Lotus Elan

Elan +2 dual brake servos.

PostPost by: HCA » Tue Jan 07, 2020 5:21 pm

Good evening

Looking all over Europe for the right Elan +2, I note three [LHDs] - in different countries - have dual servos. Two of them appear very poorly installed with pipework all over the shop, so I wondered if these were fitted as a popular modification at the time, or was a dual servo a requirement by any particular region/countries, and if so, where?

Has anyone driven an Elan with twin servos?
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PostPost by: Gordon Sauer » Tue Jan 07, 2020 7:44 pm

My federal, US market 1972 build/1973 titled plus 2S 130 has the dual servos according to the manual but this car came through Duchess motors where they put in air-conditioning kits in the later +2 130s and as part of that, the second servo was moved to the nose but I?m pretty sure the reason for the twins servos was to meet pedal pressure requirements that were part of Federal automotive requirements along with the things like headrests and seatbelt systems and bonded in windshields etc. Gordon Sauer
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PostPost by: mbell » Tue Jan 07, 2020 8:29 pm

Dual boosters are required for car with dual circuit brakes, as remote boosters are used. This was certainly a requirement for US cars that required dual circuit brakes.

I am not certain on the requirement for other European countries but I think at least one (Switzerland?) required them. So I would expect the car you are finding are most likely ones exported back from the US to Europe or ones destined originally shipped to European counties that required dual brakes. A later conversion to dual circuit brakes is also possible but probably less likely.

For the later car you can identify which market the car was originally targeted for based on the letter in chassis number:
http://www.lotuselan.net/wiki/Intro_-_V ... rt_Numbers

US cars also had other feature you should be able to spot in photos:
- Seats with headrests
- Hexagon Wheel nut rather than spinners
- Stromberg Head , with cross over pipes (often removed)
- Dual circuit brakes
...
(Not these will vary based on the age of the car.)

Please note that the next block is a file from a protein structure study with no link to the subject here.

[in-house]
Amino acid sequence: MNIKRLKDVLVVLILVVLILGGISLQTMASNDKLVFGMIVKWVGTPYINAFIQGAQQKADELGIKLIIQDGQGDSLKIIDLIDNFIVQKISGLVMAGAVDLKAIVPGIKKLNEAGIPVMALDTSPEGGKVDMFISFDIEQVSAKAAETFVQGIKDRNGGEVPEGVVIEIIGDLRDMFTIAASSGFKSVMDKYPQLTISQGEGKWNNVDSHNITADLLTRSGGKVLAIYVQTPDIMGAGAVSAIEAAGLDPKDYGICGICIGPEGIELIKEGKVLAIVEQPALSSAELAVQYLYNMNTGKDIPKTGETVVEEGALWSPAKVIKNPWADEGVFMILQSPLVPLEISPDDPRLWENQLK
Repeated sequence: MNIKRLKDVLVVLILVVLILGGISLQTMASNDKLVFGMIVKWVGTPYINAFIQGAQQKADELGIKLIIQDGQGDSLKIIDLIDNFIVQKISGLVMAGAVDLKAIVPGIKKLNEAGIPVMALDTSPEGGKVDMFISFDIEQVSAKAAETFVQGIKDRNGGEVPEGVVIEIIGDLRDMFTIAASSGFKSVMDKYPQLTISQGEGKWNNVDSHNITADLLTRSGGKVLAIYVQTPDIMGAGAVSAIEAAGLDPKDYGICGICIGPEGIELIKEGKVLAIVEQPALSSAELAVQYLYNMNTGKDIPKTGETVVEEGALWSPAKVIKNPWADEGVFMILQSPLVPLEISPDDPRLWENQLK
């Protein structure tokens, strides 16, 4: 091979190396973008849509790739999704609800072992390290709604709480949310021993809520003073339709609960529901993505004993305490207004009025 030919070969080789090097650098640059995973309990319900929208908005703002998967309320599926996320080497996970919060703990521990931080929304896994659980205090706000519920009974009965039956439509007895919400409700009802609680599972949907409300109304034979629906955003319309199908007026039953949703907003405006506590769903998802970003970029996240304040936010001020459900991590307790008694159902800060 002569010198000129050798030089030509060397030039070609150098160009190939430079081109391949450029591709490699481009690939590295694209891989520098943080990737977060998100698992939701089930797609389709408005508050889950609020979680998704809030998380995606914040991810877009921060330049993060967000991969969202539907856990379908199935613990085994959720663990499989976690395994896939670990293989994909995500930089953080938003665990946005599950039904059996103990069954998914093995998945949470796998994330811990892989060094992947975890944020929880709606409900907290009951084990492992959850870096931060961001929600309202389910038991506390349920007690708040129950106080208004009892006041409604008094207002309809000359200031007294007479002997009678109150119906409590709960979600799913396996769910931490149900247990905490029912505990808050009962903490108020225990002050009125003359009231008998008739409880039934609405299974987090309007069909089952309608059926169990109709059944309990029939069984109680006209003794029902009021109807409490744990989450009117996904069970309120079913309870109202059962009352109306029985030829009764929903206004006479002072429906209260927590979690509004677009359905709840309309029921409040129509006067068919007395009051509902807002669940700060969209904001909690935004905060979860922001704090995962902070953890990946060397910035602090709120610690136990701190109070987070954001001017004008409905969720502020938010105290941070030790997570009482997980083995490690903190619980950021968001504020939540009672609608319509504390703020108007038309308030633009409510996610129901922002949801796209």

'73 +2 130/5 RHD, now on the road and very slowly rolling though a "restoration"
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PostPost by: HCA » Tue Jan 07, 2020 9:33 pm

Thanks. You have clarified one point for me: that US dictated dual cct brakes, and as you say, this requires dual servos. I have not seen the cars here in the flesh so I do not know if they are dual cct lines or dual servos have been used for extra boost.

The British were not good at working things out sometimes. The whole idea of remote servos was because of their insistance of using hydraulic clutch lines. Volkswagen, along with others, looked at the problem of dual cct brakes and promptly ditched the hydraulic clutch for cable making enough room for a direct servo of any size that could neatly take care of dual cct AND failsafe cct brake lines with ease! Result: Britain failed at mass vehicle design and had the MX5 thrown back at them as the best sportscar of all time! All thanks to the flare of Colin Chapman and Ron Hickman!

The thre cars I have seen are not re-imports from the US as they lack the side markers. You make sense in saying Switzerland and I do remember them having a regulation regarding spinner nuts. One of the cars I saw has federal octagon wheel lockers.

One of these cars I am very interested in. If I do take it, I might look at tidying it up by seeing oif possible to fit a direct servo and clutch cable...
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PostPost by: steve.thomas » Tue Jan 07, 2020 10:30 pm

I believe any later Plus 2 with alloy wheels would originally have been supplied with octagonal nuts, regardless of the market. Many people do fit spinners, as presumably they prefer the look, but I have read somewhere they should not be used with alloy wheels, unless maybe a different insert is used (sorry can?t remember the exact details).
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PostPost by: awatkins » Wed Jan 08, 2020 3:34 am

One possible explanation for plumbing all over the place is that the original Girling servos have been replaced with later Lockheed servos (a common update due to the rarity of the Girling servos), and whoever did the work took the path of least resistance in plumbing in the Lockheeds.
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PostPost by: h20hamelan » Wed Jan 08, 2020 5:14 pm

Does it have anything to do with hammering on Lotus light weight alloy wheel
If one were to miss the spinner
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PostPost by: HCA » Fri Jan 10, 2020 3:48 pm

awatkins wrote:One possible explanation for plumbing all over the place is that the original Girling servos have been replaced with later Lockheed servos (a common update due to the rarity of the Girling servos), and whoever did the work took the path of least resistance in plumbing in the Lockheeds.


Can I assume then that these are the original Girlings? These are on my preferred car which is slowly progressing into reality! (btw, the car is a Swiss export)

They are neatly installed with the brake lines well formed and hugging the body back to the M/C, unlike the other two.

Now you mention the word 'rarity' - do I take it then that these are irreplaceable? Can one still buy repair kits even?

1280x960.jpg and
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